Advent Psalm (126)

Advent Psalm (126)

Weary and sleepless,
caught off guard by
racing pulse, panic, vertigo;
rare reprieve to breathe,
palpable lostness.

Heading for home,
down old Highway 6 through tears,
Aberfoyle, Puslinch, Clappison’s Corners,
steering south on automatic pilot,
college kid’s stick-shift Jetta.

Over Skyway Bridge,
past belching steelwork ugliness,
along escarpment’s familiar lines;
angled off-ramp deceleration
toward welcoming place. Continue reading

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Praying from the belly of a fish. #sermon #exile

How do you pray from the belly of a fish?

At one level it’s a pretty basic biological question – and a basic biological problem.

In the belly of a fish, there isn’t any air.

In the belly of a fish, you’re wedged in tight, unable to breath.

In the belly of a fish, you can’t even speak.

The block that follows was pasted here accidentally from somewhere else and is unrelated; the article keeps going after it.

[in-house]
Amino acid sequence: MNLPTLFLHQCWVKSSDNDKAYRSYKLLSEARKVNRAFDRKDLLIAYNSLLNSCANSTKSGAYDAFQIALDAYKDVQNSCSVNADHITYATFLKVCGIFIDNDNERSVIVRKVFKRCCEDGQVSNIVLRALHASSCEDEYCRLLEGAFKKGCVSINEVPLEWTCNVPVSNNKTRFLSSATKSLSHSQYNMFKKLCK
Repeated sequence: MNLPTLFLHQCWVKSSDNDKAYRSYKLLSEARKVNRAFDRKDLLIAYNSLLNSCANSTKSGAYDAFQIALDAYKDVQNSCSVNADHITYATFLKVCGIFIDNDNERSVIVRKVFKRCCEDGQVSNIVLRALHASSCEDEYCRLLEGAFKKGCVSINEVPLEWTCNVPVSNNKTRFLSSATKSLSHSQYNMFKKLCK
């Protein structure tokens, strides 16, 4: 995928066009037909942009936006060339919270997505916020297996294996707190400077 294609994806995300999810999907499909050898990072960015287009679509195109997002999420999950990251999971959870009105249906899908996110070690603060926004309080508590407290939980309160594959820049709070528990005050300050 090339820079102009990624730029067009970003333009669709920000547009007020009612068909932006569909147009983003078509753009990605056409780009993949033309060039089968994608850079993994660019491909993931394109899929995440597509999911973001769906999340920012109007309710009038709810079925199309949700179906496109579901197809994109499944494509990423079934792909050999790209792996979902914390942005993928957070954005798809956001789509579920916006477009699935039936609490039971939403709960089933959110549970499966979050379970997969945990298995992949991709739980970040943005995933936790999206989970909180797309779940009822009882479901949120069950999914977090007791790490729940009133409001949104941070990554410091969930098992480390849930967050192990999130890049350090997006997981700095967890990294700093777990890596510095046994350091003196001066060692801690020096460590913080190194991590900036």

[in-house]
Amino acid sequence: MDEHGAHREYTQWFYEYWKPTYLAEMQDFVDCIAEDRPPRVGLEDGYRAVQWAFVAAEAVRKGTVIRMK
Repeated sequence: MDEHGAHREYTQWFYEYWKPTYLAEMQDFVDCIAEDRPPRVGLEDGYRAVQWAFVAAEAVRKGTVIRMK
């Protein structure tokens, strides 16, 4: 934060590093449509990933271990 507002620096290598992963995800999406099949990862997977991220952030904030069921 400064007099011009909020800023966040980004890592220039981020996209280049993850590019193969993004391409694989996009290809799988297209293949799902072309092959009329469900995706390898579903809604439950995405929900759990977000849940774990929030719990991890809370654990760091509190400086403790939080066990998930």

So how do you pray from the belly of a fish?

To push these biological questions further, we have to ask whether anyone can actually survive in the belly of a fish for three days and three nights – let alone pray there. Could a person survive even one day and night in the belly of a fish?

What we’re asking at the outset, of course, is whether we should think that this ancient prophet actually got thrown off the side of a sailing ship – whether he actually ended up in the guts of a fish. On the face of it this seems unlikely for the simple reason that after three days and three nights in such cramped quarters he would he would have been good and dead. That isn’t to say that the creator of the universe could not have worked some miracle in this situation – couldn’t have preserved his life in that context. Continue reading